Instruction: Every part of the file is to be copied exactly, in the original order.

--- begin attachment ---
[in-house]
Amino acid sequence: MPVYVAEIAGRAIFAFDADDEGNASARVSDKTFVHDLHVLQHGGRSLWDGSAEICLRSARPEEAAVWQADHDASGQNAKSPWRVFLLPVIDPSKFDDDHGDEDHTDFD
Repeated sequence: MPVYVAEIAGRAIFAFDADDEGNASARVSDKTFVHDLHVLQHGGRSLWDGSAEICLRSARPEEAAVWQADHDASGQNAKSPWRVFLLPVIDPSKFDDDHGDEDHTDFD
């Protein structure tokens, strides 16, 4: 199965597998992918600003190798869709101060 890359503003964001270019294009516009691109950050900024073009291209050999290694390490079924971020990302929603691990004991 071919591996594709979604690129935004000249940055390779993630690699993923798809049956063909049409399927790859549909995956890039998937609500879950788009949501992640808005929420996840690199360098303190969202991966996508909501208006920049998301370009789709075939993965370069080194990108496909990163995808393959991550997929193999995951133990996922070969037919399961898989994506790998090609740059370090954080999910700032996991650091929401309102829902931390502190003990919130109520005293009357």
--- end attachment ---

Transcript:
[in-house]
Amino acid sequence: MPVYVAEIAGRAIFAFDADDEGNASARVSDKTFVHDLHVLQHGGRSLWDGSAEICLRSARPEEAAVWQADHDASGQNAKSPWRVFLLPVIDPSKFDDDHGDEDHTDFD
Repeated sequence: MPVYVAEIAGRAIFAFDADDEGNASARVSDKTFVHDLHVLQHGGRSLWDGSAEICLRSARPEEAAVWQADHDASGQNAKSPWRVFLLPVIDPSKFDDDHGDEDHTDFD
């Protein structure tokens, strides 16, 4: 199965597998992918600003190798869709101060 890359503003964001270019294009516009691109950050900024073009291209050999290694390490079924971020990302929603691990004991 071919591996594709979604690129935004000249940055390779993630690699993923798809049956063909049409399927790859549909995956890039998937609500879950788009949501992640808005929420996840690199360098303190969202991966996508909501208006920049998301370009789709075939993965370069080194990108496909990163995808393959991550997929193999995951133990996922070969037919399961898989994506790998090609740059370090954080999910700032996991650091929401309102829902931390502190003990919130109520005293009357």